Peer Advocacy

The Peer Advocate Program is one of the oldest programs at WORLD. In WORLD’s early years, HIV+ women and their allies came together informally, not only to help themselves but to help other women with positive diagnoses.

In 1997, WORLD’s informal peer support process became formalized when Ryan White funds allowed for the first paid peer advocate position at WORLD. Starting with only one funded position in its first year, the Peer Advocacy Program has grown into one of WORLD’s largest and most valuable core services. WORLD’s peer advocates now reach out to HIV+ women in the community, in clinics, in their homes, and in all walks of life.

The peer team is comprised of WORLD staff serving in both generalist and specialized capacities. While WORLD Peer Advocates typically serve HIV+ women on an individual basis, the program staff works together as a team. Peer Advocacy Program staff work together to coordinate and facilitate two weekly women’s support groups at WORLD, as well as retreats and other services.

The Peer Advocate Program is largely under the umbrella of the Family Care Network (FCN) of Alameda County and receives support from other entities, as well. FCN is federally funded to serve women and children living with and affected by HIV/AIDS and the Network includes Children’s Hospital & Research Center Oakland; Alta Bates Summit Medical Center; East Bay AIDS Center/Downtown Youth Clinic; Alameda County Medical Center; La Clínica de la Raza; East Bay Community Law Center; The Hawkins Center (a program of Rubicon of Contra Costa County); and WORLD. Peer advocates work closely with these agencies to ensure that women are receiving the services they need.

In 2006, WORLD Peer Advocate Program staff became critically involved in linkage-to-care work and WORLD has since dedicated efforts to identifying and supporting women who have fallen out of medical and social service systems of care. WORLD’s experience in outreach work has become an important tool recognized for its success in the local community.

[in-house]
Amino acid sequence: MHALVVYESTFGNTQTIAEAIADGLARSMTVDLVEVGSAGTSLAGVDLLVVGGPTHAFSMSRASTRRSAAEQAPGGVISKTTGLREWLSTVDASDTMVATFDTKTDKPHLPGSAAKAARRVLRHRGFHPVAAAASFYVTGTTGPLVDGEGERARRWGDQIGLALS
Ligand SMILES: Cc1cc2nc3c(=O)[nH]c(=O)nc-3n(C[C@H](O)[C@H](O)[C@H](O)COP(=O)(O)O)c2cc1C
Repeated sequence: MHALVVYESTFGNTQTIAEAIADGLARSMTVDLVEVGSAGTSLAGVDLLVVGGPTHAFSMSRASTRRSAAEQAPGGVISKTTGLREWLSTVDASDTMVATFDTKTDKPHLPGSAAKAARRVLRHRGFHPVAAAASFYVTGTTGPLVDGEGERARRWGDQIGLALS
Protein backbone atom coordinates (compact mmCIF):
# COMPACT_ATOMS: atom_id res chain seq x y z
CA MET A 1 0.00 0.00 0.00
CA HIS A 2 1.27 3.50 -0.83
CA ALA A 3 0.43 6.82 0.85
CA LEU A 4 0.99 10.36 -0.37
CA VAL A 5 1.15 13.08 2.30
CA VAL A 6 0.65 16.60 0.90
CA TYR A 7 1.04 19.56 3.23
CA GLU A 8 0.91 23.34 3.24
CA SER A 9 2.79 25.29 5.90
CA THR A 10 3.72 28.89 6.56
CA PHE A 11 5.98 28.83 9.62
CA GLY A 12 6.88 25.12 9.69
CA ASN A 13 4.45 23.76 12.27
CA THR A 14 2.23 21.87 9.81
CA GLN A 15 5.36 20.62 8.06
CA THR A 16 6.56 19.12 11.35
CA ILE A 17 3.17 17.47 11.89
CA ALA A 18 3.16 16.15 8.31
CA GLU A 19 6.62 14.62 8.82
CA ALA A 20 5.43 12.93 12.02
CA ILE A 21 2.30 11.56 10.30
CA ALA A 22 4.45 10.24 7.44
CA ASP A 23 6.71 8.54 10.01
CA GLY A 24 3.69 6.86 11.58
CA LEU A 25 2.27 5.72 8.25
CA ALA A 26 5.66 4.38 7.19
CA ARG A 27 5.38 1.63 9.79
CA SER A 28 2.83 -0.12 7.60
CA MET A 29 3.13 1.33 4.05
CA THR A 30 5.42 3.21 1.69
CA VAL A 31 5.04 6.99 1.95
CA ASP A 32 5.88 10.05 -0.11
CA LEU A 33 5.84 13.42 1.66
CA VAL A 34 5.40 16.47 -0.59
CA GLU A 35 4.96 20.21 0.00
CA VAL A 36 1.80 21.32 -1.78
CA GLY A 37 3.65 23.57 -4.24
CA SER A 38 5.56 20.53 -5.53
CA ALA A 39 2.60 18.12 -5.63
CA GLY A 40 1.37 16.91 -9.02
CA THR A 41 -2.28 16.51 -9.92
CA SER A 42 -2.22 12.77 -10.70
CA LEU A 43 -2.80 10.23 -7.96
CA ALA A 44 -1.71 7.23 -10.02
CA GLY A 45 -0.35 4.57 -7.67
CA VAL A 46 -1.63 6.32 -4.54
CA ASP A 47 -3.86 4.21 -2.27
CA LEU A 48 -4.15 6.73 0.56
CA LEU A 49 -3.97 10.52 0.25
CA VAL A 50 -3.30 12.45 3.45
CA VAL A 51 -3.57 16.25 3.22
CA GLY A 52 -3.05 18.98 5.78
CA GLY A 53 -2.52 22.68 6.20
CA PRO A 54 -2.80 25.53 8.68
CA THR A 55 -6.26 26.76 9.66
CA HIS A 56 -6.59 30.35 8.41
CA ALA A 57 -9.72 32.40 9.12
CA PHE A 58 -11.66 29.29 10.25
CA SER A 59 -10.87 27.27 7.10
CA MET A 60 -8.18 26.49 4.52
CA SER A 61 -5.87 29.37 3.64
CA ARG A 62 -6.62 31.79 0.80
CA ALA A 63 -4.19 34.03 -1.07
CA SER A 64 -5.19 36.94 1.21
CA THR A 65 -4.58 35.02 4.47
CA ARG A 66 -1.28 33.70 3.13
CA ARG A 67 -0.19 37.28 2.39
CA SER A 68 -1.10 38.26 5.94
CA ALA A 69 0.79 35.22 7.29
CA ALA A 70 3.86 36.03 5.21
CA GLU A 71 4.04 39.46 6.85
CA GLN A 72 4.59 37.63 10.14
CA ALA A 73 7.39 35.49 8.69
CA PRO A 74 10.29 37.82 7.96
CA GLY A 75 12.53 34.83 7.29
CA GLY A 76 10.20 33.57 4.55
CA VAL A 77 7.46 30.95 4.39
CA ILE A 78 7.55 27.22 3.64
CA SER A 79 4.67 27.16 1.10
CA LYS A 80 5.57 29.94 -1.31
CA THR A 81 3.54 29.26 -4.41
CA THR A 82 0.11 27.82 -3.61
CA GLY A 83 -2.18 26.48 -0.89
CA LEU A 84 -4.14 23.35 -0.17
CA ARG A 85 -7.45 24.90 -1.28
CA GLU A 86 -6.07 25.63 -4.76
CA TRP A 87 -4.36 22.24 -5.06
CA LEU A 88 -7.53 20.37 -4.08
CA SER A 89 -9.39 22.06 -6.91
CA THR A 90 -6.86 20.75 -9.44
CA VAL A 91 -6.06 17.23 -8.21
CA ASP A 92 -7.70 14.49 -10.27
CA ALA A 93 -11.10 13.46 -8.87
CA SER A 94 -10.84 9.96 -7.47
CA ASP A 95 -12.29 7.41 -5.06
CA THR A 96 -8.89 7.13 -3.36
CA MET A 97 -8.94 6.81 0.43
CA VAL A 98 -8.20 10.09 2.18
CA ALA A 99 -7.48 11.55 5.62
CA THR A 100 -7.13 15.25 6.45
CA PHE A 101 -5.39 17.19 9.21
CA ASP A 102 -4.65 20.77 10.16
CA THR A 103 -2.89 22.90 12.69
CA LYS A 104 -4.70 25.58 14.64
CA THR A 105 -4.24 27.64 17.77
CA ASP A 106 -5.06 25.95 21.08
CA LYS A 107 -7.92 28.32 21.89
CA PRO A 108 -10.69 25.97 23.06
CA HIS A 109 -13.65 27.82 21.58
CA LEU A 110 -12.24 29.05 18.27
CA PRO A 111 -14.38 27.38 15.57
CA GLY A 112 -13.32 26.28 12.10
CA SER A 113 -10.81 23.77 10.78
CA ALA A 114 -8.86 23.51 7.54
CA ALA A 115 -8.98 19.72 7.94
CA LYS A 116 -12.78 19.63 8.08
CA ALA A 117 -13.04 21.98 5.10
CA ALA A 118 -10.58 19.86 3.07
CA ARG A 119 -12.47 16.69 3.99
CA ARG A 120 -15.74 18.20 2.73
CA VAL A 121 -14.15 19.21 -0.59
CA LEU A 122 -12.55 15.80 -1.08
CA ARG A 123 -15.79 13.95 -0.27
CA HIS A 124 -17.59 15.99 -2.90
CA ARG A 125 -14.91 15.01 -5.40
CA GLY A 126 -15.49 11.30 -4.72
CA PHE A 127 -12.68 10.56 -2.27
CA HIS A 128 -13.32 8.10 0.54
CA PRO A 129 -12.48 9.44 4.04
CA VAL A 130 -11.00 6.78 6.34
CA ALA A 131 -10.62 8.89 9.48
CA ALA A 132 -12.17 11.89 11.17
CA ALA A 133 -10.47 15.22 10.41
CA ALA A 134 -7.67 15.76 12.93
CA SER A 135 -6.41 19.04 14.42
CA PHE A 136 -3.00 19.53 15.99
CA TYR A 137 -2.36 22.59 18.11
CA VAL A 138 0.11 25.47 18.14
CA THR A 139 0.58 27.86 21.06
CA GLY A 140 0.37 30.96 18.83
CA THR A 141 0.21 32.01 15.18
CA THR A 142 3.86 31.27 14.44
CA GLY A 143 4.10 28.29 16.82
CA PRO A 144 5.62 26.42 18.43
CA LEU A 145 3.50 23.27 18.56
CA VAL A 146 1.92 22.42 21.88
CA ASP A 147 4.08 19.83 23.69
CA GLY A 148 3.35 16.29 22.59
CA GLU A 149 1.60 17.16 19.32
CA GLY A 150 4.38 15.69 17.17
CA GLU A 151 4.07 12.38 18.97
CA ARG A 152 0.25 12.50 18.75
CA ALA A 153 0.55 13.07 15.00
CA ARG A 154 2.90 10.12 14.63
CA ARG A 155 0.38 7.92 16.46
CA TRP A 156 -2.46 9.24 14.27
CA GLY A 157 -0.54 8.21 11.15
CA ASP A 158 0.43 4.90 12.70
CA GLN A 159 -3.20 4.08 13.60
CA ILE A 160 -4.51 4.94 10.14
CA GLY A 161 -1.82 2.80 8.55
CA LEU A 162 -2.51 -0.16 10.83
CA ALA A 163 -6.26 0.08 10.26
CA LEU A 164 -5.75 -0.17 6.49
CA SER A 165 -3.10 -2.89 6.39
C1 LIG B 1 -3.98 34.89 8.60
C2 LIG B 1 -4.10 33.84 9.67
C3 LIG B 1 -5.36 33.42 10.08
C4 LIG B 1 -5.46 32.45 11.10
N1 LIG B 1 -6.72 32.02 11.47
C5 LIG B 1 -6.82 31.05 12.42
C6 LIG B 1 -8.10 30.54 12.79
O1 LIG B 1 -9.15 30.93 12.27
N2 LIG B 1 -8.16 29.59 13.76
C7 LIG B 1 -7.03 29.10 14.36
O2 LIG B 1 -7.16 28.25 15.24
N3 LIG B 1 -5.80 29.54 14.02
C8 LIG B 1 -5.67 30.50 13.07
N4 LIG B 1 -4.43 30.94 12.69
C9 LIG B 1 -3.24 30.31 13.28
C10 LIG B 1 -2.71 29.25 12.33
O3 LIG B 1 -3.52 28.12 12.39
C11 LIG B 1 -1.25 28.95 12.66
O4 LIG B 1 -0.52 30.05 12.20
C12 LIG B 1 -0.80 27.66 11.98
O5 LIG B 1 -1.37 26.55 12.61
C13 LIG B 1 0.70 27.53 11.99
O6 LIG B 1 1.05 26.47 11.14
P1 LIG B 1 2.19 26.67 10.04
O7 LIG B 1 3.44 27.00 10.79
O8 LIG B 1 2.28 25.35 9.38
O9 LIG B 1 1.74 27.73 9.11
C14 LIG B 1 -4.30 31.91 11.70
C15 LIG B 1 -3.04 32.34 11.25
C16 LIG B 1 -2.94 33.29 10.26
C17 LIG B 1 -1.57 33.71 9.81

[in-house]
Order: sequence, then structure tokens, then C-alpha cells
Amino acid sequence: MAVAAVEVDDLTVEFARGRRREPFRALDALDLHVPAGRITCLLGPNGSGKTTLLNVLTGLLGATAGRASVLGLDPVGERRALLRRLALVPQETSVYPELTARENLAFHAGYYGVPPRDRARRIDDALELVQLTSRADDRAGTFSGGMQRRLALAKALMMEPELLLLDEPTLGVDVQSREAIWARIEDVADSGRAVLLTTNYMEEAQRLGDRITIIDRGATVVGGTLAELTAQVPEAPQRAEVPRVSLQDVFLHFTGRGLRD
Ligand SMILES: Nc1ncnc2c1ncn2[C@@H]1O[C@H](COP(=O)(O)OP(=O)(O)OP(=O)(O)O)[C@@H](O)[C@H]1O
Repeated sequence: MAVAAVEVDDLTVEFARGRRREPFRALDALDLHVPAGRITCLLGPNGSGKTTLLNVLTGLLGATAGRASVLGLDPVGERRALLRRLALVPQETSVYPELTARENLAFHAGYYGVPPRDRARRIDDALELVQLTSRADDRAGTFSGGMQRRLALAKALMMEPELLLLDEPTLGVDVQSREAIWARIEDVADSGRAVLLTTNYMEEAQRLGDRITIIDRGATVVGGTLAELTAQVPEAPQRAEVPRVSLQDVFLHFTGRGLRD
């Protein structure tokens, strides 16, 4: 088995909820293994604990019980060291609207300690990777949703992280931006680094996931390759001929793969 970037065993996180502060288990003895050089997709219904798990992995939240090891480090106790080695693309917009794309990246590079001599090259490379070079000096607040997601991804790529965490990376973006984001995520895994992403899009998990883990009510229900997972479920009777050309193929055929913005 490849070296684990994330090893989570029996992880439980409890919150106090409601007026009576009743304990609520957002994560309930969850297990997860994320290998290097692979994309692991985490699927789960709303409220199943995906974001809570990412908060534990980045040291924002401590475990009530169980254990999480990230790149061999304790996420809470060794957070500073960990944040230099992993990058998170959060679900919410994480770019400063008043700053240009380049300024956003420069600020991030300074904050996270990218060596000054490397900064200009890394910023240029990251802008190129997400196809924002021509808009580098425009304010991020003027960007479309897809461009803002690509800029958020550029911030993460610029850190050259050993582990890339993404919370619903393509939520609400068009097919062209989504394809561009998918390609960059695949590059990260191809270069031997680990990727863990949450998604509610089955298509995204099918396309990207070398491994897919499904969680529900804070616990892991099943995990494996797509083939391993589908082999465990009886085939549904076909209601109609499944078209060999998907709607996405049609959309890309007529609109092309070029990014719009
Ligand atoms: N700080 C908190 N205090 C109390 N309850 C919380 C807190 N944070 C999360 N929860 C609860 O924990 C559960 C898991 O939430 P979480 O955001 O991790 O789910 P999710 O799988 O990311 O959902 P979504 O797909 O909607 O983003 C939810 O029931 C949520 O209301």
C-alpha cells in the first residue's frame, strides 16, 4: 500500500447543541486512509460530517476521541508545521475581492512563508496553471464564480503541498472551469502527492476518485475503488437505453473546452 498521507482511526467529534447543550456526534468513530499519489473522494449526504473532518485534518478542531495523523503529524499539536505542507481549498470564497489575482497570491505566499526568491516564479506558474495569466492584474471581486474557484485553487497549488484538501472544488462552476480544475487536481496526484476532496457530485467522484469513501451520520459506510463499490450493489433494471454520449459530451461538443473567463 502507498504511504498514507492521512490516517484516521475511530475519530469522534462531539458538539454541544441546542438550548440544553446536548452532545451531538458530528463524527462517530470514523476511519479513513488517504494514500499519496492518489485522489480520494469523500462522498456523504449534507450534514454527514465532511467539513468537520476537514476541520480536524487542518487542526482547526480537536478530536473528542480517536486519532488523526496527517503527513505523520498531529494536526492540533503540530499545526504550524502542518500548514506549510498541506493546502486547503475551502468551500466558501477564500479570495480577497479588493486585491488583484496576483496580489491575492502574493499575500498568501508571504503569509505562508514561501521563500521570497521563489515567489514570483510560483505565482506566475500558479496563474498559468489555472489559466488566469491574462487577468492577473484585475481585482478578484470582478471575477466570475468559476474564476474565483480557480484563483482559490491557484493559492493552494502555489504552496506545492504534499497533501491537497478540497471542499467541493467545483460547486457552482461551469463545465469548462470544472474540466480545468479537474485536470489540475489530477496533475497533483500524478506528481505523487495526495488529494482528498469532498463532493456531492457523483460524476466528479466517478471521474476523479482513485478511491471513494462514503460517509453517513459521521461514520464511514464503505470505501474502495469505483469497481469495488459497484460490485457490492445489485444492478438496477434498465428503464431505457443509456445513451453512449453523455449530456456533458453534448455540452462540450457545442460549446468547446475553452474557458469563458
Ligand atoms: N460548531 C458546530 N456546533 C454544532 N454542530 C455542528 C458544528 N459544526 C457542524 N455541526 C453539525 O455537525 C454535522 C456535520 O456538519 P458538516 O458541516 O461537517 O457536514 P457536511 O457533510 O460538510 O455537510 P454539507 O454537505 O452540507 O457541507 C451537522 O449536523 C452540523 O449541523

What does a Peer Advocate do?

Peer Advocates provide a range of services. The primary focus of the program is to provide emotional and practical support to women living with HIV/AIDS. Emotional support includes anything from a shoulder to cry on, to a listening ear, to a referral to a support group or therapist. Practical support may include providing women with the support to get to medical appointments by offering a phone call reminder or a ride. Sometimes women find it helpful to have a peer advocate present during a medical appointment to help with asking questions and receiving the full benefits of medical care.

Who is a Peer Advocate? Peer Advocates have life experiences similar to those of the women they are serving and they are trained to provide peer counseling to women. They serve as role models to women who are learning how to navigate the medical and social services systems. Peer advocates stay abreast of treatment trends and provide non-directive information. They provide consumer input to the medical community, sitting on local task forces, engaging in public speaking events, and networking with providers. In so many ways, peer advocates serve as allies to HIV+ women when things are tough and life feels overwhelming.